September 27, 2012 10:53 am

Chinese students buck export slowdown

Newly graduated Chinese students gather for a convocation ceremony at the University of Science and Technology in Hefei in east China's Anhui province©AFP

Chinese graduates: dream jobs are scarce

In a blue-collar suburb of Detroit, an old school has been converted into a dormitory for 88 students from China. Just outside Philadelphia, four Chinese teenagers live with a teacher while they attend another school.

Chinese families are sending their children overseas to study in larger and larger numbers, and at younger and younger ages. The shift is partly due to dissatisfaction with the gruelling gaokao college entrance exam.

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Mao Ruoqing, who sent his daughter to study outside Philadelphia when she was 16, says “studying in China is too hard”. His daughter Chuyun says she would not mind taking the Chinese exam but her father is vehement: “I went through it, I know what gaokao is about: you waste too much time on fruitless things”.

More than 1m Chinese students seem to agree. This year, only 9.15m took the exam, compared with 10.5m in 2008. The Chinese education ministry says 20 per cent of the reduction is explained by overseas study. International schools in China are not an option for most students because of government restrictions on domestic enrolment.

“It is such a pain to take the college entrance exam – you spend a whole year studying a little bit of knowledge over and over again, and then you forget all of it in two years’ time,” Lu Kaitong, now a freshman at University of Southern California, said in a documentary about overseas student life made by film-maker He Jiayin.

The Chinese mainland is the world’s largest source of students studying outside their home country. Last year there were 340,000 of them, a figure that has risen over 20 per cent a year for the past several years, according to figures from the education ministry.

But the number of younger students is rising even faster. Pre-university numbers grew 30 per cent last year according to official statistics which do not give a total. Attitudes are changing also. A recent poll of China’s notoriously overprotective parents, published in state media, showed that many now believe high school is the best time to study overseas.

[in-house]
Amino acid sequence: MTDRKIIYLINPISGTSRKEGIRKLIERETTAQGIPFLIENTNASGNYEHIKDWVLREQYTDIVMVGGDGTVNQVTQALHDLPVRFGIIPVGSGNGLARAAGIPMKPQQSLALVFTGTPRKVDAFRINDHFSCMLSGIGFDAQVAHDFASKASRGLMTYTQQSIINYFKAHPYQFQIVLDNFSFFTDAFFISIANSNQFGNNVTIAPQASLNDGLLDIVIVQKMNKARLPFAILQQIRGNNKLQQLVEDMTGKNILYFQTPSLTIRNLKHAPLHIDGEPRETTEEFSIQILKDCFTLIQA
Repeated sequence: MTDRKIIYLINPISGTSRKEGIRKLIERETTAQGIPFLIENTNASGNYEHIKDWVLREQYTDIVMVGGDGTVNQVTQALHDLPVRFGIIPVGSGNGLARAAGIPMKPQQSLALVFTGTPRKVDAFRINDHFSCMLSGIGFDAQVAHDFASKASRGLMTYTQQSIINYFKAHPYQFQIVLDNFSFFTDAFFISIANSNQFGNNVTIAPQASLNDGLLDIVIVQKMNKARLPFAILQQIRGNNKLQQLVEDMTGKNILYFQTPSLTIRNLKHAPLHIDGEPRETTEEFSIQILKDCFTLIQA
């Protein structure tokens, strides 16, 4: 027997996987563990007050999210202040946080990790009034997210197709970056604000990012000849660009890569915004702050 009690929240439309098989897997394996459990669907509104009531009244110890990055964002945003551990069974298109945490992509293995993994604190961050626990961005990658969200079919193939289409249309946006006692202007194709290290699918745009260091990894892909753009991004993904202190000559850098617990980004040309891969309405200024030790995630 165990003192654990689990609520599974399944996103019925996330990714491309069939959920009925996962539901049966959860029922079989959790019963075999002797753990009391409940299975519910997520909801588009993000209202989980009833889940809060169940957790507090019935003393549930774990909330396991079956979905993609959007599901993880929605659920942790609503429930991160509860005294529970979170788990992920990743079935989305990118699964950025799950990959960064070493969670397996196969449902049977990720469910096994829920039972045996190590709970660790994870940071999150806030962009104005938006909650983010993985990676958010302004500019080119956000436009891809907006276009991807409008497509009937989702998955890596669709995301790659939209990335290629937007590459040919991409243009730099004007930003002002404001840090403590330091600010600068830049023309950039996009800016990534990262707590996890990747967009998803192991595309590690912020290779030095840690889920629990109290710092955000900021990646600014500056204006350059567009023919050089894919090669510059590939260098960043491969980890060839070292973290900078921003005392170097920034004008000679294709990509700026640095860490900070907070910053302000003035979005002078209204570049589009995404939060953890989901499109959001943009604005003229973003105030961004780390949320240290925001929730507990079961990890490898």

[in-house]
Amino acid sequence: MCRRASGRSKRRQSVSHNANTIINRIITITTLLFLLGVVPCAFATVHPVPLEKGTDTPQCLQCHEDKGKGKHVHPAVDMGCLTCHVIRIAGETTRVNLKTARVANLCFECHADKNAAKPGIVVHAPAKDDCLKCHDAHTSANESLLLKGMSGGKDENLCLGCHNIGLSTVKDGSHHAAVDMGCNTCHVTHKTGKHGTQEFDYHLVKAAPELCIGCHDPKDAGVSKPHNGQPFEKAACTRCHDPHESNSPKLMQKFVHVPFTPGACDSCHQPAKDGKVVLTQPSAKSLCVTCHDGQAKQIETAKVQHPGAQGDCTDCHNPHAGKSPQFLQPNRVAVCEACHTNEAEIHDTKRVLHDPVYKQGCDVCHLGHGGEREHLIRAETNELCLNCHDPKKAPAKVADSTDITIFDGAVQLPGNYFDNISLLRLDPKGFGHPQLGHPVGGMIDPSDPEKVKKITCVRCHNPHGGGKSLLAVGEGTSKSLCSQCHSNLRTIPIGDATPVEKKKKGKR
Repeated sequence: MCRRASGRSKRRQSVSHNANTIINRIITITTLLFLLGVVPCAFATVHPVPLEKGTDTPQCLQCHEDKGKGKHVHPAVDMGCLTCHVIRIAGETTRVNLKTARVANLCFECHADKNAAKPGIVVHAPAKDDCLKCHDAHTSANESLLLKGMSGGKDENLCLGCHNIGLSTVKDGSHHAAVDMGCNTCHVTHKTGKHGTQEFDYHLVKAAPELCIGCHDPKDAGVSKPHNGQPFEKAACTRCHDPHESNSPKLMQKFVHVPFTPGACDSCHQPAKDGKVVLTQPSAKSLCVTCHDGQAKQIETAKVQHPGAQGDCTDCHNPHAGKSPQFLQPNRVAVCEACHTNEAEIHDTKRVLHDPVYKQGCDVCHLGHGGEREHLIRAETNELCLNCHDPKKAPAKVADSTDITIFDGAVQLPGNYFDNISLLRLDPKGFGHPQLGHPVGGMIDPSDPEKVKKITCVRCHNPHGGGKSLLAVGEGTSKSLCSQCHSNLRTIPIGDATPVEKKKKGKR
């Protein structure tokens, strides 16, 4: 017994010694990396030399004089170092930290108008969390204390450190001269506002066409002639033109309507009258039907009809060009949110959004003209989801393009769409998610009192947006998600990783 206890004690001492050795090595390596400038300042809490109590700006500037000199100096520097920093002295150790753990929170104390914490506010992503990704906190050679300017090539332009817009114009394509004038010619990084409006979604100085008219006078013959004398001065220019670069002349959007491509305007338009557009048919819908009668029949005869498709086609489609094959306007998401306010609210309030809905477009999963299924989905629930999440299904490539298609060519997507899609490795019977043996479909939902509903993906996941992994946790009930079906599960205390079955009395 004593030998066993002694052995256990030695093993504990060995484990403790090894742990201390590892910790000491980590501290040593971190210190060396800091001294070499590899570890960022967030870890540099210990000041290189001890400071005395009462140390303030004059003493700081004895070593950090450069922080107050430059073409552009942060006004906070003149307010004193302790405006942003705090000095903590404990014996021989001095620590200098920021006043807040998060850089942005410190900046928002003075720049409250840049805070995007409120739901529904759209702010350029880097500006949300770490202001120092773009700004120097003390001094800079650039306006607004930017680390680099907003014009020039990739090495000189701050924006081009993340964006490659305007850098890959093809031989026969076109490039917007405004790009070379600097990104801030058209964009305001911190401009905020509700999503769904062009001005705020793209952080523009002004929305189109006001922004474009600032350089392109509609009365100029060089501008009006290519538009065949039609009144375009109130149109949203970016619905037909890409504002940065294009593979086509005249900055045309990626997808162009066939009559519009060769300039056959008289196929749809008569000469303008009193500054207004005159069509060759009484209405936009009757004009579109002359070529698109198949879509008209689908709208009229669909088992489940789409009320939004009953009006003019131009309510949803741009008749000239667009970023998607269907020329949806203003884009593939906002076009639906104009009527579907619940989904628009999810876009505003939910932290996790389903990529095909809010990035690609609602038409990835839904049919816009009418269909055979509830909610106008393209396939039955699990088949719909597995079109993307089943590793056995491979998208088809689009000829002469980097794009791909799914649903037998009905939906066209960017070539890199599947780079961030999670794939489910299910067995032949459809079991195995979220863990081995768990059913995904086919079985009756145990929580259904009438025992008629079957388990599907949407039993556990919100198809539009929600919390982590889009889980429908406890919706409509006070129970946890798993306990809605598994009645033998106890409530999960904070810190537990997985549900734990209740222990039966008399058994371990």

Chen Wenjing of New Oriental Vision Overseas Consulting in Shanghai, which trains and places children for overseas study, says parents who want their children to study abroad often start as early as kindergarten with bilingual education. “The sooner the children go to study in America, the more quickly they adapt to the life and culture there,” she says – and that gets them into better universities.

Students these days are less affluent too. The richest among them get the most publicity – like Bo Guagua, the Harrow-Oxford-Harvard educated son of disgraced Communist party official Bo Xilai and convicted murderess Gu Kailai.

But last year, three-quarters of Chinese students abroad came from families with income under Rmb300,000 ($47,000) per year, an upper middle class income in the biggest cities.

The shift comes as Chinese families are also emigrating, or considering emigration, in larger numbers. China last year overtook the UK to become the largest source of Australian immigrants.

Most expect overseas education to guarantee a good job, but a recent survey of the richest 100 Chinese born after 1980 showed only six studied overseas. Guo Guangchang, chairman of Fosun, China’s largest private conglomerate, decided not to study abroad and used his savings instead to start his first business.

Ms Mao, who has just started 11th grade at a private day school outside Philadelphia, says it was hard to go alone to the US at such a young age but “everyone was so nice”. True, she says, the cafeteria food is “not that good”, and she does not get Chinese food often.

“But we go to Philadelphia Chinatown when we really don’t want to cook [Chinese food ourselves]”, she says.

Ms Mao says her goal – unlike that of many Chinese students – is not to get into Yale or even to get good grades. Like the typical American teen that she resembles with her braces, suntan and twang, she sees education more as a voyage of self-discovery (even though it costs her father $100,000 a year).

But recruitment experts question whether that money will pay off in the job market. Not all returnees are reaping big rewards, for example. A recent report by Zhaopin, a Chinese employment agency, said 70 per cent of local companies give no hiring preference to overseas-educated candidates, while nearly 90 per cent said they command either no salary premium or only a small one.

“The days of just studying overseas and thinking you will command a higher salary [in China] are over,” says Simon Lance, director for Hays, an employment agency.

Additional reporting by Yan Zhang

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